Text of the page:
Saturday, 30 October 2010
“…their heads like the swaying humps of camels…”
Sheikh Muhammad Muhammad Sâlim `Abd al-Wadûd
Abû Hurayrah relates that the Prophet (peace be upon him) said: “There are two categories among the inhabitants of Hell whom I have not encountered. The first are people who carry whips like the tails of cows and beat the people with them. The second are women, clothed yet naked, drawn to licentiousness and enticing others to it, their heads like the swaying humps of camels – they will neither enter Paradise nor even smell its fragrance, though its fragrance can be found to a great distance.” [Sahîh Muslim (2127)]
The meaning of the hadîth:
The Prophet (peace be upon him) describes in this hadîth two groups of people that will be among the inhabitants of Hell. We benefit from this, since it serves as a warning for us not to be like those people.
When the Prophet (peace be upon him) says – “There are two categories of the inhabitants of Hell whom I have not encountered.” – he means that he has never encountered these two groups of people in the world, though he has knowledge by way of revelation from Allah that those people will be among the denizens of Hell.
With respect to the people who carry whips like the tails of cows and beat the people, al-Nawawî in his famous commentary on Sahih Muslim, says the description matches the youths employed in his day as police officers by the chief of police.
Its legal implications:
This hadîth is clear evidence for the prohibition of wearing skimpy or revealing clothing that does not properly what Islamic law requires to be concealed.
It is also cited by some scholars as evidence that a woman cannot wear her hair in a bun tied on top of her head. This matter, however, needs to be considered in greater depth.
The best way to understand textual evidence – especially when it comes to the legal implications of the sacred texts – is to examine the texts with the full implications of their meanings and their context to ensure that we have a clear and thorough concept of what the text is talking about. This comes after understanding each term and each phrase of the text on its own.
One of the best examples to illustrate the necessity of this approach is the hadîth where the Prophet (peace be upon him) describes the second of the categories of the inhabitants of Hell, saying: “women, clothed yet naked, drawn to licentiousness and enticing others to it, their heads like the swaying humps of camels…” [Sahîh Muslim (2127)]
In order to understand this hadîth correctly, we must have a full understand of what the Prophet (peace be upon him) is describing. If we neglect or fail to appreciate the implications of some of the words and meanings given in the text, then we will consequently fail to understand any aspect of the text properly.
When we consider this text in full, we discern that the Prophet (peace be upon him) is not discussing the heads of women as a topic on its own, nor is he discussing their clothing on its own, nor is he discussing their behavior in isolation.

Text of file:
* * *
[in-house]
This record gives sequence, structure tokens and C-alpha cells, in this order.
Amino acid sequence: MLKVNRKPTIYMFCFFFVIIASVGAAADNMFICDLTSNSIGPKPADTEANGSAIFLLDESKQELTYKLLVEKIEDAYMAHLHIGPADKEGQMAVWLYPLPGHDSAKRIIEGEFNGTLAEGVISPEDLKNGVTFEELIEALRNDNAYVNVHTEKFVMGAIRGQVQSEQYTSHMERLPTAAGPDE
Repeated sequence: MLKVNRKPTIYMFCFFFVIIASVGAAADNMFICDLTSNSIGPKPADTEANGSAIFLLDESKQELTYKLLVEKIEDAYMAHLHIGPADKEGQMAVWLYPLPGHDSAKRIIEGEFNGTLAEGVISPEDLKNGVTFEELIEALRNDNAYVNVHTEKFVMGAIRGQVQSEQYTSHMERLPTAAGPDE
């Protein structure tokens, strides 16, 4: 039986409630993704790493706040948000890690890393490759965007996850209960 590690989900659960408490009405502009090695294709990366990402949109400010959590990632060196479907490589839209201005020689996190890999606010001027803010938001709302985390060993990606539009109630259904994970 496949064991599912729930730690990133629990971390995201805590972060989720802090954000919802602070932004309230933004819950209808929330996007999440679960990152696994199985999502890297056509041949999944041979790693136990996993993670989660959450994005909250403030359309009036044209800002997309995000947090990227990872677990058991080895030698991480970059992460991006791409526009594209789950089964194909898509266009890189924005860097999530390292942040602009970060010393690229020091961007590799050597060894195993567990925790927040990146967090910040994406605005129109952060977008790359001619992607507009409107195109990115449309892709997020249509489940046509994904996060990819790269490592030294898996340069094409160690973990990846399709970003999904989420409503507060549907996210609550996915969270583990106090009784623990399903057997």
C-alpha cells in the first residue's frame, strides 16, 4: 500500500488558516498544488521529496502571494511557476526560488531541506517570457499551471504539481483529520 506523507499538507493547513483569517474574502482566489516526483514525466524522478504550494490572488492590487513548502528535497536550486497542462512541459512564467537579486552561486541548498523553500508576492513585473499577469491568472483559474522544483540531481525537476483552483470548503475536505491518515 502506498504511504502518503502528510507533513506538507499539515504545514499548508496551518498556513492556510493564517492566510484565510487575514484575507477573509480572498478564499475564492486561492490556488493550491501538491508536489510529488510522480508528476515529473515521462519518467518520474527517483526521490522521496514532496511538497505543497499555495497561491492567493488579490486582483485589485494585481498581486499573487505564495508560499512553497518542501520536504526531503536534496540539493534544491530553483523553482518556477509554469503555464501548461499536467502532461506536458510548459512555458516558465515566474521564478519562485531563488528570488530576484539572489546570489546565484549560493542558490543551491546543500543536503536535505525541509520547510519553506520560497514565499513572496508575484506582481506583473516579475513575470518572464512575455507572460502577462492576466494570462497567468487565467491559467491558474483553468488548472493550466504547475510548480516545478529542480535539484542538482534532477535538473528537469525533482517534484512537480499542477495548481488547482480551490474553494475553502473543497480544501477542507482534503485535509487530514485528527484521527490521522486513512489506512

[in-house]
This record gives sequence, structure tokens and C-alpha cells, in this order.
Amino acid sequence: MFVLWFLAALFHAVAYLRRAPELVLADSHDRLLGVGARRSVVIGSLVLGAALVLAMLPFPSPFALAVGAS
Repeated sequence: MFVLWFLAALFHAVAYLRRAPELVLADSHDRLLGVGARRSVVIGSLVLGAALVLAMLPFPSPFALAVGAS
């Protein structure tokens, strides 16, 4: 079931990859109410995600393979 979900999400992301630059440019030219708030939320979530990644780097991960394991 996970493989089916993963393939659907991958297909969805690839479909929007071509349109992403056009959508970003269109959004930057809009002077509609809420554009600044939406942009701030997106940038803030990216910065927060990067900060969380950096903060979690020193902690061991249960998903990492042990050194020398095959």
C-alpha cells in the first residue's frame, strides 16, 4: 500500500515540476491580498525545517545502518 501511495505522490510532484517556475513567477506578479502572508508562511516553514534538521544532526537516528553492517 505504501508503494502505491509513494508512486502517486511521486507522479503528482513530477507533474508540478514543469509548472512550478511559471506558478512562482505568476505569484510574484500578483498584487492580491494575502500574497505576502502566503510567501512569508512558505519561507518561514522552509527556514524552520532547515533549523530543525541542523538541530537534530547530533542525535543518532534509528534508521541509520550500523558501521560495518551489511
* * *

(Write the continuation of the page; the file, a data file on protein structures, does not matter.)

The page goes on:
From this, we must recognize that the Prophet (peace be upon him) is describing a type of woman – a type that is wanton and uninhibited in every possible way. Such a woman dresses improperly; she does not cover what Islamic Law requires her to cover. She is drawn to men and she actively invites their attentions. She employs the limbs of her body in provocative ways and displays her charms in the way that she moves.
It is significant that the hadîth describes the humps of camels as “flopping” or “leaning”. This is quite different from the customary styles that women usually use when they bind their hair atop their heads, where the bun or pile is strait on top of the head and not swaying from side to side.
We must also note that the hadîth does not refer to the hair itself but refers in more general terms to the head. This means that the hadîth is not just talking about the swaying of the woman’s hair, but rather to the way the woman holds and tosses her head in a provocative manner.
On the basis of this realization, we come to the conclusion – and Allah knows best – that the text is not actually prohibiting any particular hairstyle on its own. It is permissible for a woman to bind her hair in any way she wishes – even to pile her hair up and secure it atop her head – as long as she strictly adheres to the well-known dictates of Islamic Law in her dress and her conduct.
A woman must cover everything that Islamic Law requires her to cover when she goes out in public, including all of her hair. She must also be modest in her behavior and conduct. She should lower her gaze from men and not invite their attentions. This is what matters. If she carried herself in this manner, then she can any hairstyle she likes, as long as that hairstyle is not masculine. This is because the Prophet (peace be upon him) said: “Allah curses men who imitate women and women who imitate men.” [Sahîh al-Bukhârî (5885)]
And Allah knows best.